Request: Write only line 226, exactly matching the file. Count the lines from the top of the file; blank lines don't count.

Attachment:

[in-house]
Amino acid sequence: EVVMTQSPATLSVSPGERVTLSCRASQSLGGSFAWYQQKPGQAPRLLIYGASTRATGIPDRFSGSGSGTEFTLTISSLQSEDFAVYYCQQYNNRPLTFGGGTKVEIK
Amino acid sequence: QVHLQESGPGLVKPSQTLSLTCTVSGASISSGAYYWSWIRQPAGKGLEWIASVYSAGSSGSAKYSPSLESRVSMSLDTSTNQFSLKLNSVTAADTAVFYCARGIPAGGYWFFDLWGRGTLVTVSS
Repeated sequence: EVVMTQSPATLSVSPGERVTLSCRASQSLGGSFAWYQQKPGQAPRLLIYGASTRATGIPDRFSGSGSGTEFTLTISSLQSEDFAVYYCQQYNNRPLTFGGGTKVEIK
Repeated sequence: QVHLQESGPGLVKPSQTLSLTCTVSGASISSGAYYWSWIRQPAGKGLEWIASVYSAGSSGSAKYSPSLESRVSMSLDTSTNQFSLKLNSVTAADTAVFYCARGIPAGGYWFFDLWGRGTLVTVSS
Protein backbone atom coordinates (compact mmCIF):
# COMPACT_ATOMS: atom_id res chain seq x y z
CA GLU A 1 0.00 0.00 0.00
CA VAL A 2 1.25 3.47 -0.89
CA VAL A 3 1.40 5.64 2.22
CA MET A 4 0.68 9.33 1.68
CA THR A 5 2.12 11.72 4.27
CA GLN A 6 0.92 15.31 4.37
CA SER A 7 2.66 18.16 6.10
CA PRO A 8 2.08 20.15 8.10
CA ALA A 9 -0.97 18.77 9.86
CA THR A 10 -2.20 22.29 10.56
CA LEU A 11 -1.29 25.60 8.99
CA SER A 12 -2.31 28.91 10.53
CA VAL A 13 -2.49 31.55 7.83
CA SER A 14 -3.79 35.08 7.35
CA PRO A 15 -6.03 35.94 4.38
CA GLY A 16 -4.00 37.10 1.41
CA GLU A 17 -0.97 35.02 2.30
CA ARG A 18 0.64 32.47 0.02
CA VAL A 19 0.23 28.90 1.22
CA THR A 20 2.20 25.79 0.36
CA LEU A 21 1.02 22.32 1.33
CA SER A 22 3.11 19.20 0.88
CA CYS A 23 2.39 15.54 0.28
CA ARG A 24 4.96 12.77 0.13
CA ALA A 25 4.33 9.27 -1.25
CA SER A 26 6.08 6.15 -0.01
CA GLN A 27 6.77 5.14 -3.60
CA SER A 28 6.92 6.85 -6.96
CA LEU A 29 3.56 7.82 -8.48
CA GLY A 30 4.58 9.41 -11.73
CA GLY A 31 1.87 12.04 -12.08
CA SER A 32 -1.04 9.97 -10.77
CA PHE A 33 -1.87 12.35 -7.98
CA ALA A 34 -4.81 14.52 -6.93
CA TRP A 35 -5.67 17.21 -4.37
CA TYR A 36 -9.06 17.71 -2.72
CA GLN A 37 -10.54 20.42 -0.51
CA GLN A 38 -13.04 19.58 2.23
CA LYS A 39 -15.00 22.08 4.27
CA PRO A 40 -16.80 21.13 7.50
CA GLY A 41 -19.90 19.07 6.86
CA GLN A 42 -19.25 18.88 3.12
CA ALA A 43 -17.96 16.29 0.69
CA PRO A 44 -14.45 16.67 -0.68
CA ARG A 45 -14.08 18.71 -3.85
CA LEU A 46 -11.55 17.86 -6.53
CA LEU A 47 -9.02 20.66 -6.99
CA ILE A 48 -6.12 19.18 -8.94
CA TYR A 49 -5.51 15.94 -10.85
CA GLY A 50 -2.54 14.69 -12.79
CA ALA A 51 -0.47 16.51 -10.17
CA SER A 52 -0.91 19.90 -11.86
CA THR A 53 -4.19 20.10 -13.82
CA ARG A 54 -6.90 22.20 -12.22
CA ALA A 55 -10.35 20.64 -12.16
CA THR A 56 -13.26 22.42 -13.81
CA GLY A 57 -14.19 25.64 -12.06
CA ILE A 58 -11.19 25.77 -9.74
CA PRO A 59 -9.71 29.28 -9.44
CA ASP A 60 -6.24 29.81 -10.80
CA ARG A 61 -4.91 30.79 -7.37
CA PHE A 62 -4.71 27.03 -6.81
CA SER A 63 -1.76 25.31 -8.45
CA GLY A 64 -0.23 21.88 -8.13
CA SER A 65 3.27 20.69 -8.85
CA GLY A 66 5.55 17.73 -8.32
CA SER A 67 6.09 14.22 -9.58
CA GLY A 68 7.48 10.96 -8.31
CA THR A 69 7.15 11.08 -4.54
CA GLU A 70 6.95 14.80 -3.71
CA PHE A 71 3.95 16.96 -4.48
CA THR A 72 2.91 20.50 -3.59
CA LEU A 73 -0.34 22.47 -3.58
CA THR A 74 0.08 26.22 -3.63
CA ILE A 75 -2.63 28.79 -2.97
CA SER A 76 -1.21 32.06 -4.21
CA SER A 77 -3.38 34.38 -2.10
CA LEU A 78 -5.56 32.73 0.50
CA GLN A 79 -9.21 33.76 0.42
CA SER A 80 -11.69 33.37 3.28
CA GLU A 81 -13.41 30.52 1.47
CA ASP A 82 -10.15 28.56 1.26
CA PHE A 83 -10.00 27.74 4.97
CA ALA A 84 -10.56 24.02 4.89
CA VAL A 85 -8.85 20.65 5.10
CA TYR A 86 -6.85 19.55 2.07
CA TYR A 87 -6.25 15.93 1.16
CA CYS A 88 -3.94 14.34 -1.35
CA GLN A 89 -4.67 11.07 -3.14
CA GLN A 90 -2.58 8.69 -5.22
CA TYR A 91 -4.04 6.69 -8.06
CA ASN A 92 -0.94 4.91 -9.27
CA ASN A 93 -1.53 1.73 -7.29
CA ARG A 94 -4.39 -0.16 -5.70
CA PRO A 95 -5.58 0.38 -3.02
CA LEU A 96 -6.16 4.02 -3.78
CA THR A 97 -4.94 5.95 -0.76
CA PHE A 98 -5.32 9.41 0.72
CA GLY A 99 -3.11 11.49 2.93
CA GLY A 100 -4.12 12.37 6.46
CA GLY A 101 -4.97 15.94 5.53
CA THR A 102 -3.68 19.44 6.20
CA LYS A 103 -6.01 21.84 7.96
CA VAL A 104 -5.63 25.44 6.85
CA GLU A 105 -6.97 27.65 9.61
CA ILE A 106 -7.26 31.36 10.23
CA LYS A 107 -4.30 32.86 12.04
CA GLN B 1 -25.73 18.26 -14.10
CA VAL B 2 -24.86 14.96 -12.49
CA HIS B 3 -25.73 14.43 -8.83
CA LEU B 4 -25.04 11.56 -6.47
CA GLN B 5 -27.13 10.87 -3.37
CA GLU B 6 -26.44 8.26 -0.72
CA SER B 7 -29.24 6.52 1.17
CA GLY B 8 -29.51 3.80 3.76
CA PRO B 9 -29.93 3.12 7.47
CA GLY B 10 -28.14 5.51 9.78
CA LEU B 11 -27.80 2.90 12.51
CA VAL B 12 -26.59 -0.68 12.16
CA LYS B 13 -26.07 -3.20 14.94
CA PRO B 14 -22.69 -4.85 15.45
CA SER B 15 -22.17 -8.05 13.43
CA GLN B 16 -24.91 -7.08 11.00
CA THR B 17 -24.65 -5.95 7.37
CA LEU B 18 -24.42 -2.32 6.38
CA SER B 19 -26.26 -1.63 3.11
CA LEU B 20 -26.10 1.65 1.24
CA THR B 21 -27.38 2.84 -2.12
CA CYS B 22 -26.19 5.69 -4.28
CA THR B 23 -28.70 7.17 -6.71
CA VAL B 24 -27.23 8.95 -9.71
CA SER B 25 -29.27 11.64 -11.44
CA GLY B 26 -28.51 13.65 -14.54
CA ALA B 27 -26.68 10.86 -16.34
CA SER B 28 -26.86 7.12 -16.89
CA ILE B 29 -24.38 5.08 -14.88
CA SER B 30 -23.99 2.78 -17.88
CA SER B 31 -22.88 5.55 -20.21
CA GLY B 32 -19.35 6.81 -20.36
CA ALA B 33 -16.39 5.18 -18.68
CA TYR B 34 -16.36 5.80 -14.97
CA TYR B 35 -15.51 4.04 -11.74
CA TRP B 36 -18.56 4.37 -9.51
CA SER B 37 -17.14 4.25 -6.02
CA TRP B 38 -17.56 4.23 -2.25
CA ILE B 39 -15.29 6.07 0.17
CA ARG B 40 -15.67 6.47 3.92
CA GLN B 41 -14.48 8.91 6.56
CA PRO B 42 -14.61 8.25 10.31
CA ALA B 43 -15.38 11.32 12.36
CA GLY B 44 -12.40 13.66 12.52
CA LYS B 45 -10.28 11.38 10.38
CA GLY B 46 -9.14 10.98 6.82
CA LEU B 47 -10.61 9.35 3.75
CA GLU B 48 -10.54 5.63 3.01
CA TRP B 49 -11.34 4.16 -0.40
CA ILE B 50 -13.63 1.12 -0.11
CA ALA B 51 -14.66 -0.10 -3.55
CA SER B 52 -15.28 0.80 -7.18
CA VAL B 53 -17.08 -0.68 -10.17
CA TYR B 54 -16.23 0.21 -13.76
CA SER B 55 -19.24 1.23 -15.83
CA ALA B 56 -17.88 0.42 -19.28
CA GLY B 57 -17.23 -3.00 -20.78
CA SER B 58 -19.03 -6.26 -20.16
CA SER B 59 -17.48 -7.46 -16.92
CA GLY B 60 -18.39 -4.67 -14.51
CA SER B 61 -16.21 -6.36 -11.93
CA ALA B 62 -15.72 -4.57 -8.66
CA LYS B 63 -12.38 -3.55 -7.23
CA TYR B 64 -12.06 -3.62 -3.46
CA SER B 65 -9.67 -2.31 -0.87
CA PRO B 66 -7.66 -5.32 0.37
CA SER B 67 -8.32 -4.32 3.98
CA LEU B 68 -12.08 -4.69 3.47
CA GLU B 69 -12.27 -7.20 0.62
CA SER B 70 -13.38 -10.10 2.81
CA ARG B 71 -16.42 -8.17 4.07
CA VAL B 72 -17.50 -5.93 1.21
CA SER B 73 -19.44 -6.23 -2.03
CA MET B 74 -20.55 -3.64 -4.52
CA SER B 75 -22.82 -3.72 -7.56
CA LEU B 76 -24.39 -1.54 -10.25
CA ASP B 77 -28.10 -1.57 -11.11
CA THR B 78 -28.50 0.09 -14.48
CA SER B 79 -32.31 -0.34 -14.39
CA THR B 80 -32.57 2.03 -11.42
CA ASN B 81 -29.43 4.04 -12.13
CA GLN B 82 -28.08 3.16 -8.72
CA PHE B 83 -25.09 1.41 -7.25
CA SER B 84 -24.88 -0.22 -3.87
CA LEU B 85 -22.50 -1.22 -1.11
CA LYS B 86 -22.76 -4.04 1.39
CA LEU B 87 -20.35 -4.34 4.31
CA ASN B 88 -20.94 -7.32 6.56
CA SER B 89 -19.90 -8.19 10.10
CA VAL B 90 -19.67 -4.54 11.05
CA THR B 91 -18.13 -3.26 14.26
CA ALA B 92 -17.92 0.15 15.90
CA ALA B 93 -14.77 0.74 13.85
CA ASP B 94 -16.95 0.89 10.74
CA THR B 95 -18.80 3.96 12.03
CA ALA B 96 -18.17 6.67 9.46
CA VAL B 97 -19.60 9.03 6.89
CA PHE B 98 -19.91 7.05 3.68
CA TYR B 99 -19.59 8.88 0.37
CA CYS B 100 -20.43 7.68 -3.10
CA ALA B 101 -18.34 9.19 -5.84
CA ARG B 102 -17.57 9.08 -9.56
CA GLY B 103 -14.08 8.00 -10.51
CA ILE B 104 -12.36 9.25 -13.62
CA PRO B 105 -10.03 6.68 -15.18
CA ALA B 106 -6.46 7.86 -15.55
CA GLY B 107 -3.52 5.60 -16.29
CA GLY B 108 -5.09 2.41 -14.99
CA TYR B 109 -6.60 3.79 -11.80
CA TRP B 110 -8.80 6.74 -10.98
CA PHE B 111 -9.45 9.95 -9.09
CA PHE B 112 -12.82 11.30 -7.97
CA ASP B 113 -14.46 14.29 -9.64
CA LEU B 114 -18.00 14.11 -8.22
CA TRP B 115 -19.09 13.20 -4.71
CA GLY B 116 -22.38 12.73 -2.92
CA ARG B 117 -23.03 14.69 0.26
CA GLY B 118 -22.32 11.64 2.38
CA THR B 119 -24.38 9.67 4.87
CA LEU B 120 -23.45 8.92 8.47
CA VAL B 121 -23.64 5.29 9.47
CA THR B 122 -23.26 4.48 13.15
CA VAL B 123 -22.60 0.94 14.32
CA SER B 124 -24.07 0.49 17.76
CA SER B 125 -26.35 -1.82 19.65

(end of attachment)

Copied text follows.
CA PHE B 112 -12.82 11.30 -7.97